• 1
    Good point. Even though I'm one of those who live and die by the command line, and rarely use graphical file manager. Haven't yet noticed that expunged folder as a hiding place though--an Empty Trash click had always been final and returned my disk space when needed.
    – Marcos
    Commented Mar 14, 2012 at 17:53
  • This happened for me when some of the files inside the Trash were owned by root instead of the normal user. As I deleted them from Trash, they ended up inside the expunged folder and I had to manually sudo rm them.
    – shivams
    Commented Sep 19, 2020 at 8:07
sudo lsof | grep "(deleted)$" | sed -re 's/^\S+\s+(\S+)\s+\S+\s+([0-9]+).*/\1\/fd\/\2/' | while read file; do sudo bash -c ": > /proc/$file"; done

Grep lsof output to extract only deleted files. Sed extract the process id and filedescriptor id from each line, and create a string in format {pid}/fd/{fid}. While loop and output nothing to each file, setting them to empty.

  • 4
    I got an Error " syntax error near unexpected token `(' " Commented Nov 8, 2017 at 7:11
  • I got the syntax error, but the script worked!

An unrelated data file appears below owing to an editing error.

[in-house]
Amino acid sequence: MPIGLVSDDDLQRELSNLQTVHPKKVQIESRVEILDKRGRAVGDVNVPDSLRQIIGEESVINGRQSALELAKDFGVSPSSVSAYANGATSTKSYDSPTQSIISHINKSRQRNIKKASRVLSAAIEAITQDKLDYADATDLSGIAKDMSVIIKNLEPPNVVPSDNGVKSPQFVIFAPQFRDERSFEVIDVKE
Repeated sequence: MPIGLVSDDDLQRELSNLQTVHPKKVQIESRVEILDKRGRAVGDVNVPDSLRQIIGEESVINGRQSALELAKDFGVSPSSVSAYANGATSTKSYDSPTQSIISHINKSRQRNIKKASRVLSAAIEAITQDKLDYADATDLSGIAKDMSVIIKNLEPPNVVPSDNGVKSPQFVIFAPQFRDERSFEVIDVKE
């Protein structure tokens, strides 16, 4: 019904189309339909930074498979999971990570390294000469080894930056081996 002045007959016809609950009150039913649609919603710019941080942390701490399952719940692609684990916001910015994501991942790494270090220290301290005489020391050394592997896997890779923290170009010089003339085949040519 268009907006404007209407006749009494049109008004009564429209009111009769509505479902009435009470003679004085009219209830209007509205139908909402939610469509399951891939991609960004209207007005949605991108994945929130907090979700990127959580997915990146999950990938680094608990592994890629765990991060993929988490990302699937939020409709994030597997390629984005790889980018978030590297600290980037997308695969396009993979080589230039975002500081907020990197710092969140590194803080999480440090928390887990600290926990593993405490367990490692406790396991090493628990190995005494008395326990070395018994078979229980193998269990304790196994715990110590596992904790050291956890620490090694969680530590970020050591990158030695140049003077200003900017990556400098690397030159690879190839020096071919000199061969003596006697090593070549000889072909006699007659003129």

– hpaknia
    Commented Sep 23, 2021 at 14:31

I wonder if sync is of any help here — but it shouldn't be, as IIRC in most ("many"?) systems, filesystems are synced each 30 s.

I'd check the kernel log (so dmesg) to find if anything nasty is going on and run lsof to see if any big, deleted file is still open (actually, I think deleted files will be marked as so in the lsof output).

Two reasons (one of these pointed in the question you link) that may cause deleted files to release no space are

  • files that weren't actually deleted: you deleted a file which is hardlinked somewhere else (more precisely, you unlink()ed a file with more than one link)
  • files that are still open: open files are bookkept using, well, files, inodes themselves, not directory entries, if you delete the entry, the inode will remain there as long as it is still open.

But I don't know of a specific reason why that might happen with so many files...

  • sync never helped. As for logs, it's an Ubuntu system so it's pretty buggy, so yeah they're typically noisy. apport has be deploying often because every nightly apt-get update crashes, though /var/crash has only 77MB. Also noticed atd has flooded /var/log/syslog with repeating lines like atd[8892]: File a0015c0152ab76 is in wrong format - aborting probably since the few files in /var/spool/cron/atspool were all 0 sized, making the problem circular of course
    – Marcos
    Commented Mar 14, 2012 at 11:41

CentOS 6.3 also does the not-actually-emptying-trash-can-when-you-empty-trash-can thing. I couldn't find a way to reclaim the space until I just ran rm -rf ~/.local/share/Trash/expunged/. Caused much head-scratching.